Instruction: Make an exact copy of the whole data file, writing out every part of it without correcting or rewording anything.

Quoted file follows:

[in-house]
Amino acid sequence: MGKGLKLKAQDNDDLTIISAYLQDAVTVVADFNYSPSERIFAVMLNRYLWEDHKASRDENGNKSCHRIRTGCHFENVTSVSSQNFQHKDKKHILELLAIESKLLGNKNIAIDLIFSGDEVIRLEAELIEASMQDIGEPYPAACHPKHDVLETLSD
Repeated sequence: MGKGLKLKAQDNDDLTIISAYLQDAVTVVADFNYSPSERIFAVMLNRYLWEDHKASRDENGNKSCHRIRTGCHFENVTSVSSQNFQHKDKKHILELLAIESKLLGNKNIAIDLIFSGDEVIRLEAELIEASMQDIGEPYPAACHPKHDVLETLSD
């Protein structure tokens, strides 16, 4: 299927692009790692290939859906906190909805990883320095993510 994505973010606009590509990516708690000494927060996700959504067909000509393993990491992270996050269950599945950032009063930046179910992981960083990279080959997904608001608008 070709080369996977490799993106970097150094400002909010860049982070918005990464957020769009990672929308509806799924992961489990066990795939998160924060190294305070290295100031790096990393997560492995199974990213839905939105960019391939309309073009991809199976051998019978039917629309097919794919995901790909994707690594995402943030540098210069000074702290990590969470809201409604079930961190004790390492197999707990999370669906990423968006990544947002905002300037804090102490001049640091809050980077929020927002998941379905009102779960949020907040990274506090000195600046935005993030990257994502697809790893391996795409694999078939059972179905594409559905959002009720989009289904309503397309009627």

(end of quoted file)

[in-house]
Amino acid sequence: MGKGLKLKAQDNDDLTIISAYLQDAVTVVADFNYSPSERIFAVMLNRYLWEDHKASRDENGNKSCHRIRTGCHFENVTSVSSQNFQHKDKKHILELLAIESKLLGNKNIAIDLIFSGDEVIRLEAELIEASMQDIGEPYPAACHPKHDVLETLSD
Repeated sequence: MGKGLKLKAQDNDDLTIISAYLQDAVTVVADFNYSPSERIFAVMLNRYLWEDHKASRDENGNKSCHRIRTGCHFENVTSVSSQNFQHKDKKHILELLAIESKLLGNKNIAIDLIFSGDEVIRLEAELIEASMQDIGEPYPAACHPKHDVLETLSD
């Protein structure tokens, strides 16, 4: 299927692009790692290939859906906190909805990883320095993510 994505973010606009590509990516708690000494927060996700959504067909000509393993990491992270996050269950599945950032009063930046179910992981960083990279080959997904608001608008 070709080369996977490799993106970097150094400002909010860049982070918005990464957020769009990672929308509806799924992961489990066990795939998160924060190294305070290295100031790096990393997560492995199974990213839905939105960019391939309309073009991809199976051998019978039917629309097919794919995901790909994707690594995402943030540098210069000074702290990590969470809201409604079930961190004790390492197999707990999370669906990423968006990544947002905002300037804090102490001049640091809050980077929020927002998941379905009102779960949020907040990274506090000195600046935005993030990257994502697809790893391996795409694999078939059972179905594409559905959002009720989009289904309503397309009627």